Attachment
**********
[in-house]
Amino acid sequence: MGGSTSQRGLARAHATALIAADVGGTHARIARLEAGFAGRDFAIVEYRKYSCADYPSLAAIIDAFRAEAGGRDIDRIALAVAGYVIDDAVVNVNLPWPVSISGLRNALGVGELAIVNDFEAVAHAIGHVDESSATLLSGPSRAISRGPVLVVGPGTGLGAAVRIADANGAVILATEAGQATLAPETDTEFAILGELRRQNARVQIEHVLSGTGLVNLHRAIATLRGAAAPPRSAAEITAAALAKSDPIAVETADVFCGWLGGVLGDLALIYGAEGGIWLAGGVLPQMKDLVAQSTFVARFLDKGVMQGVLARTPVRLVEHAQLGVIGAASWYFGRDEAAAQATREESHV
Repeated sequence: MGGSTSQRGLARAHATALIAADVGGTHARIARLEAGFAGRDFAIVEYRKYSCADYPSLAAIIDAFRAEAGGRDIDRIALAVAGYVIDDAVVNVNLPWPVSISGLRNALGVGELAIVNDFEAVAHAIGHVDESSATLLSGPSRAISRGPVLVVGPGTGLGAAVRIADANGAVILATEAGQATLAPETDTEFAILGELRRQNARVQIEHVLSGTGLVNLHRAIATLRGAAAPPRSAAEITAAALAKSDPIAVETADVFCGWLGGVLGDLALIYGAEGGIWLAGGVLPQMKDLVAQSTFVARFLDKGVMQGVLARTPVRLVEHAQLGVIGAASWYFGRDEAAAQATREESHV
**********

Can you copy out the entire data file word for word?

[in-house]
Amino acid sequence: MGGSTSQRGLARAHATALIAADVGGTHARIARLEAGFAGRDFAIVEYRKYSCADYPSLAAIIDAFRAEAGGRDIDRIALAVAGYVIDDAVVNVNLPWPVSISGLRNALGVGELAIVNDFEAVAHAIGHVDESSATLLSGPSRAISRGPVLVVGPGTGLGAAVRIADANGAVILATEAGQATLAPETDTEFAILGELRRQNARVQIEHVLSGTGLVNLHRAIATLRGAAAPPRSAAEITAAALAKSDPIAVETADVFCGWLGGVLGDLALIYGAEGGIWLAGGVLPQMKDLVAQSTFVARFLDKGVMQGVLARTPVRLVEHAQLGVIGAASWYFGRDEAAAQATREESHV
Repeated sequence: MGGSTSQRGLARAHATALIAADVGGTHARIARLEAGFAGRDFAIVEYRKYSCADYPSLAAIIDAFRAEAGGRDIDRIALAVAGYVIDDAVVNVNLPWPVSISGLRNALGVGELAIVNDFEAVAHAIGHVDESSATLLSGPSRAISRGPVLVVGPGTGLGAAVRIADANGAVILATEAGQATLAPETDTEFAILGELRRQNARVQIEHVLSGTGLVNLHRAIATLRGAAAPPRSAAEITAAALAKSDPIAVETADVFCGWLGGVLGDLALIYGAEGGIWLAGGVLPQMKDLVAQSTFVARFLDKGVMQGVLARTPVRLVEHAQLGVIGAASWYFGRDEAAAQATREESHV